Viability of the biological control of the snail Pomacea canaliculata (Lamarck 1822), by Cará Geophagus brasiliensis (Quoy & Gaimard 1824) under the influence of temperature

Author: Ariany Rabello da Silva (Currículo Lattes)
Supervisor: Dr Mario Roberto Chim Figueiredo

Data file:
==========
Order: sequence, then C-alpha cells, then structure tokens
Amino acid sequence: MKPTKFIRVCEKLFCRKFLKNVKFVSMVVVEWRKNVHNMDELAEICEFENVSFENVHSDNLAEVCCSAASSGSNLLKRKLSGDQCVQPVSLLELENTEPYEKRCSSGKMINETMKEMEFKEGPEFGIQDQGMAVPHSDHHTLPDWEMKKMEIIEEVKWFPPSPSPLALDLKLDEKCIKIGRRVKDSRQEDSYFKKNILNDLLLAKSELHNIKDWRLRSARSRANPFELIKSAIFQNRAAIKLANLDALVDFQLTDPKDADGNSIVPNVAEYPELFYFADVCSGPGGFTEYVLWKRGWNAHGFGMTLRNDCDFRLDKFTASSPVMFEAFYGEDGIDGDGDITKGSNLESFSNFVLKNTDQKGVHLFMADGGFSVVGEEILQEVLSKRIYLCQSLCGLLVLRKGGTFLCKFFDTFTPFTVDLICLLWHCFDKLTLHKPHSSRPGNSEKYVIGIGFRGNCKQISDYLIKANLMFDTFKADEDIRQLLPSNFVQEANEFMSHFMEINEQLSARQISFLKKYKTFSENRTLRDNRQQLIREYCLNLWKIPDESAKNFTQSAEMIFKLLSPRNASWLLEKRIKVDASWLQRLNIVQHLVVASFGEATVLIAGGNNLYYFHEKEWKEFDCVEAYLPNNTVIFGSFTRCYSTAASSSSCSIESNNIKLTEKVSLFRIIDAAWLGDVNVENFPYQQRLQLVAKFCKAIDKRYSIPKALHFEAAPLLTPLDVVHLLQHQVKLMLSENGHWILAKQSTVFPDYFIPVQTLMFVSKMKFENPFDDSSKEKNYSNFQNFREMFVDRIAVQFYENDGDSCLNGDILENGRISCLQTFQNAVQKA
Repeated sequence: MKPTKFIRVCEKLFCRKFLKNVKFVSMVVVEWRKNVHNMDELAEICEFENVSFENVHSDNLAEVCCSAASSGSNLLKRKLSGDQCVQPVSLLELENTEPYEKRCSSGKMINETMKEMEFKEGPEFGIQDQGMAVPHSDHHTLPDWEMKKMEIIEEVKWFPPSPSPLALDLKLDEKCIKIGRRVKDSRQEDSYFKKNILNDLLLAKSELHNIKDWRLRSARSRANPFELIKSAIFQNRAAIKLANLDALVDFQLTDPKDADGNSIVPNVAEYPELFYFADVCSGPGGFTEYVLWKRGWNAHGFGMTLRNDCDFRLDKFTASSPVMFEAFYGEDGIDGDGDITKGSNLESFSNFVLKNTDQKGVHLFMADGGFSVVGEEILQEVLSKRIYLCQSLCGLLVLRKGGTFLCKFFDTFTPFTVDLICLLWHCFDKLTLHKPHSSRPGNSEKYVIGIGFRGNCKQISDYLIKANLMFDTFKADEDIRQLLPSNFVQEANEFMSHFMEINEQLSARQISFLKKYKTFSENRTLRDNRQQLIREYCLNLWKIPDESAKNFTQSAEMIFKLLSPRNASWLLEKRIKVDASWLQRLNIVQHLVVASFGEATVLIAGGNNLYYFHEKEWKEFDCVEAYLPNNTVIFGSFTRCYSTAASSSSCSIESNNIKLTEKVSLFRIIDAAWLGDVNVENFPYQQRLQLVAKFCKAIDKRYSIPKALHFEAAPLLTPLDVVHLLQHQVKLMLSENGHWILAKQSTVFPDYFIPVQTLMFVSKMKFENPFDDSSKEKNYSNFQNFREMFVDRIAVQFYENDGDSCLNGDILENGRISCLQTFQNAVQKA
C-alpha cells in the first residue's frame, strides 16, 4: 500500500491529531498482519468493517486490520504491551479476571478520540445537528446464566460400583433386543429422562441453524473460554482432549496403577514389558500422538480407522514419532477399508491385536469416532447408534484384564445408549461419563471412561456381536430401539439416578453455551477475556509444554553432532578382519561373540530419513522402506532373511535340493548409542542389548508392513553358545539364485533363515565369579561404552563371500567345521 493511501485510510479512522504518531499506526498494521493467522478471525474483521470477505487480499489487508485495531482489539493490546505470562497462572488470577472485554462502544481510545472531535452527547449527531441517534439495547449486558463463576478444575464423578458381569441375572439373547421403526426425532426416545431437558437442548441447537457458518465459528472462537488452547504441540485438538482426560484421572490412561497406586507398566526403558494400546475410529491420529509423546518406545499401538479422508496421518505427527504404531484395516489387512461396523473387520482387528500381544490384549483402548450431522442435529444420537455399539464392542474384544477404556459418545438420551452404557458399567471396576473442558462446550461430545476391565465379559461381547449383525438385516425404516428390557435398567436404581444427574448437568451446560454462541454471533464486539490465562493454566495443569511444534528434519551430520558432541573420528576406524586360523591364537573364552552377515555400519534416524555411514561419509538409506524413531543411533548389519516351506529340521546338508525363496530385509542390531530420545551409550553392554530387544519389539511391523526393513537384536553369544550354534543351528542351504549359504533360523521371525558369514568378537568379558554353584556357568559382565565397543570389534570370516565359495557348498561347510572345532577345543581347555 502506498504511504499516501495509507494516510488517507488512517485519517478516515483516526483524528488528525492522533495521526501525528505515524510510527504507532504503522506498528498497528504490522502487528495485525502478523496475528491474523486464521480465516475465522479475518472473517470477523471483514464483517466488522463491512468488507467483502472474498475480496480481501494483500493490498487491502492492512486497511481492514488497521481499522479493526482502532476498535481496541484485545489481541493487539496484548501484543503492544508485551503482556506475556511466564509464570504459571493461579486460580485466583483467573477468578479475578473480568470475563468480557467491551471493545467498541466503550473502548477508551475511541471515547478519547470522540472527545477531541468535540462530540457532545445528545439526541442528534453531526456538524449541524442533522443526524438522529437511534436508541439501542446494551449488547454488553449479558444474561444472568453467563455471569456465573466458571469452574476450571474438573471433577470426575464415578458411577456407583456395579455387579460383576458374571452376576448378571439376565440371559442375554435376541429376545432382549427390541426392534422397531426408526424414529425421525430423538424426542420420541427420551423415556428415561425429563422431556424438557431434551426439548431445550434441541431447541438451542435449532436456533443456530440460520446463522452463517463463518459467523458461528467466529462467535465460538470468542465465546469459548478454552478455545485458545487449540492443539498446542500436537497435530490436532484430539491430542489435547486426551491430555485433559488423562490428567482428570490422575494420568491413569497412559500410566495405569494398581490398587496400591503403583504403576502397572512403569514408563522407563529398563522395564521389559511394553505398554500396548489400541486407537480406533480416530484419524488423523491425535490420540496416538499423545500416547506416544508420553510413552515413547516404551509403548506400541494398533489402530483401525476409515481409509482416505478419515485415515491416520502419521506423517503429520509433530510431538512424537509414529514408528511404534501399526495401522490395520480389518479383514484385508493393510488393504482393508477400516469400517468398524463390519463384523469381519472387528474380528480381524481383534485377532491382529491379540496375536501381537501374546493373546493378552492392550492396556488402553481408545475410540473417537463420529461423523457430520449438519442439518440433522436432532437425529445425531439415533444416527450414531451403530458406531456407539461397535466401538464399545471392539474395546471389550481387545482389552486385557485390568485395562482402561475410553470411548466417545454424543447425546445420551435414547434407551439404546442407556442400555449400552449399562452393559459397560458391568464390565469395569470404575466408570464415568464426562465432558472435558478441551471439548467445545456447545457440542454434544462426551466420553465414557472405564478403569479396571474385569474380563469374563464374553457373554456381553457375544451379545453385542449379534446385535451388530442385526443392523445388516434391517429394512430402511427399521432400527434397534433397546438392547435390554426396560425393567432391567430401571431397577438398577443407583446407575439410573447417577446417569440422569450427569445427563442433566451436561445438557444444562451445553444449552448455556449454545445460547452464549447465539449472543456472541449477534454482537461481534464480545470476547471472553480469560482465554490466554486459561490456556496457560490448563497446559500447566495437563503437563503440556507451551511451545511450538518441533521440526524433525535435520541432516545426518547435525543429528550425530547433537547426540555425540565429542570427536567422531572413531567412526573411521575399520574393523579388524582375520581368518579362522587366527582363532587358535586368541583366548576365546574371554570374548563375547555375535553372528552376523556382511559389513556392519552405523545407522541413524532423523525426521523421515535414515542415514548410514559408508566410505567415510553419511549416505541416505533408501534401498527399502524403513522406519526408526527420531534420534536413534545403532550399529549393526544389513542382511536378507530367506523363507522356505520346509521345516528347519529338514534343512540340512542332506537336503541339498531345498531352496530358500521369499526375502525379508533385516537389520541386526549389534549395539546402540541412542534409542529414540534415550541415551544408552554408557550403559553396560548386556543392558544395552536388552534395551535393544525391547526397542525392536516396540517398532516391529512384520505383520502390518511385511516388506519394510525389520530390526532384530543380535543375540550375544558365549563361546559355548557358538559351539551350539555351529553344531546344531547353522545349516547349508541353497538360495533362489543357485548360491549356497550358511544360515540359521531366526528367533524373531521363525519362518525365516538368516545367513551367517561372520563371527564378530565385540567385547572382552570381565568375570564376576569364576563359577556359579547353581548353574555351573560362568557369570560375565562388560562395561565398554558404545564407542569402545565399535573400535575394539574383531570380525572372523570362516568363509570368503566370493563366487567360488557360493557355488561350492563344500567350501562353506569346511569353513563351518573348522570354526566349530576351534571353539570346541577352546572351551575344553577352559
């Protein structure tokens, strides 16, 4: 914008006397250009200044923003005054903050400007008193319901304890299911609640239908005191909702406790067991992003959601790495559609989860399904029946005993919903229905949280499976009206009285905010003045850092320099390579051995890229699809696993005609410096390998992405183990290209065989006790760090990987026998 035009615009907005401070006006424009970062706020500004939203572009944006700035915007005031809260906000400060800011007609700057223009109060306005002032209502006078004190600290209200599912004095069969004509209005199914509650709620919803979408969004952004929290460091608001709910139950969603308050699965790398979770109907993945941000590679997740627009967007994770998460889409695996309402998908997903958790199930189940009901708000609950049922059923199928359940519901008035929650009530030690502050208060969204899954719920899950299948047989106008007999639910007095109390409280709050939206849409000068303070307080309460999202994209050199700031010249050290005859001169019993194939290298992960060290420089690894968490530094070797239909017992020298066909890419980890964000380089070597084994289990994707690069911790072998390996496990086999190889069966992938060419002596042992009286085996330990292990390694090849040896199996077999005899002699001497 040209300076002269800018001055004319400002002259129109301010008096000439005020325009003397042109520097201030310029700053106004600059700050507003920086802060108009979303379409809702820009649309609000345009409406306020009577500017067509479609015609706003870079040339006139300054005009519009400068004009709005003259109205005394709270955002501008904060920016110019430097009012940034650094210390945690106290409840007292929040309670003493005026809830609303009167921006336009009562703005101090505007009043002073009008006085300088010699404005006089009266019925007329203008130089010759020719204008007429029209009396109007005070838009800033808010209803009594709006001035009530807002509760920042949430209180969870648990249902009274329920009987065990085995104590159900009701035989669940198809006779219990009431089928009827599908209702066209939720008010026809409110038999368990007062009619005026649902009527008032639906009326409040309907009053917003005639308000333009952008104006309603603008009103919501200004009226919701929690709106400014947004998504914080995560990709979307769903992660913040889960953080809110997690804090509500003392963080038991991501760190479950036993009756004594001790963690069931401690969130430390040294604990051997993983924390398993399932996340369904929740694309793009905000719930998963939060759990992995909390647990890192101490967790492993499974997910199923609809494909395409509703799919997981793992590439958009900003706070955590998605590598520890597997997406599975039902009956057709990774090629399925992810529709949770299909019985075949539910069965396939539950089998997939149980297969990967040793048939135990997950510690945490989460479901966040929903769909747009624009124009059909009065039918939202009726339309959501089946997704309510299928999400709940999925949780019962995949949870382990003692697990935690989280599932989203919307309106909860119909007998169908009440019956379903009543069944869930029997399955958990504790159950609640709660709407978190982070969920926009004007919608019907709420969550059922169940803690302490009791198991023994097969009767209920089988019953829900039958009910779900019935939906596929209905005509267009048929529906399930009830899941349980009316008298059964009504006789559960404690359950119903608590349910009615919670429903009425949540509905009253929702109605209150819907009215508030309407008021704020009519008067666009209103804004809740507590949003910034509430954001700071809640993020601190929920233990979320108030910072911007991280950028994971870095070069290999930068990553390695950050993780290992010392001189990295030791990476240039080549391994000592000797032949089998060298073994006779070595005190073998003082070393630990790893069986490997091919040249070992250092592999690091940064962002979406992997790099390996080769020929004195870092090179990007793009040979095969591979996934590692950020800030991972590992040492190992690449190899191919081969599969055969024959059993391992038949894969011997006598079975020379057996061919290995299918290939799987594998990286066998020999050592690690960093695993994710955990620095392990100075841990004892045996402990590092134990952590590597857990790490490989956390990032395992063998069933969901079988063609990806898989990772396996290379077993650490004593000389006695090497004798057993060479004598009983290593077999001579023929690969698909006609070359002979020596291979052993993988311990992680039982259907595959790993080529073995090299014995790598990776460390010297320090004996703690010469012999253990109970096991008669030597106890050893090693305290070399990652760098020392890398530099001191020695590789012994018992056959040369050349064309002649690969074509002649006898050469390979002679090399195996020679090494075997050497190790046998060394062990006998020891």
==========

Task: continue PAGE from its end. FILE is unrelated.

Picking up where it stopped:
In the extreme south of Brazil, rice is cultivated by flooding the crop. The technology of planting pre-germinated rice has increased the occurrence of pests such as snails Pomacea canaliculata, and its main natural predator, the hawk-eagle Rosthramus sociabilis, has been insufficient for control. An alternative would be the consortium between rice and fish, using the Cará Geophagus brasiliensis for the biological control of the pest. In step I of the experiment, the objective was to evaluate the predation of P. canaliculata by G. brasiliensis at different water temperatures (18, 22, 26, 30 and 34ºC), and in step II, to evaluate the predation in different size classes of the snail (shells up to 3 mm; 3 - 5 mm; 6 - 8 mm; 9 - 11 mm and 12 - 14 mm), with water at a temperature of 26°C. 15 fiber cement tanks (45 L) were used,in a completely randomized design, with three repetitions. The snails (n = 32 per tank) were offered to juvenile cards (n = 4 per tank) for 18 h, counting the remaining snails. The predation index (PI) was calculated by the relationship between predated individuals and individuals offered to fish. In step I the snails (up to 3 mm) were distributed to the Carás in tanks with water at the referred temperatures. Between the temperatures of 18 and 22ºC there was a significant difference in the predation index (IP), the same occurring between 22 and 26°C. However, the PI did not vary significantly between temperatures 26, 30 and 34ºC. The proximal composition of the snails was analyzed as they were found in the cultivated water (SL) and previously washed (CL), verifying that they are rich in ash (approx. 70%),they have low fat content (the material adhered to the shell more fat than the snail: SL = 3.17 against CL = 0.97%). In step II, the oral diameter of the Carás (n = 23) was measured and the correlations between this value (mean 10.36 ± 1.33 mm), the biometric data of the fish (live weight, total length) and the PI were calculated, verifying that the buccal diameter increases with the growth of the fish and that this factor limits the size of the predated snails (shells <10 mm in this experiment). It was concluded that the Carás efficiently prey on snails at temperatures above 26°C, very close to the water temperature in the rice field at the time of planting, and that these fish are efficient predators of this gastropod in the initial size classes.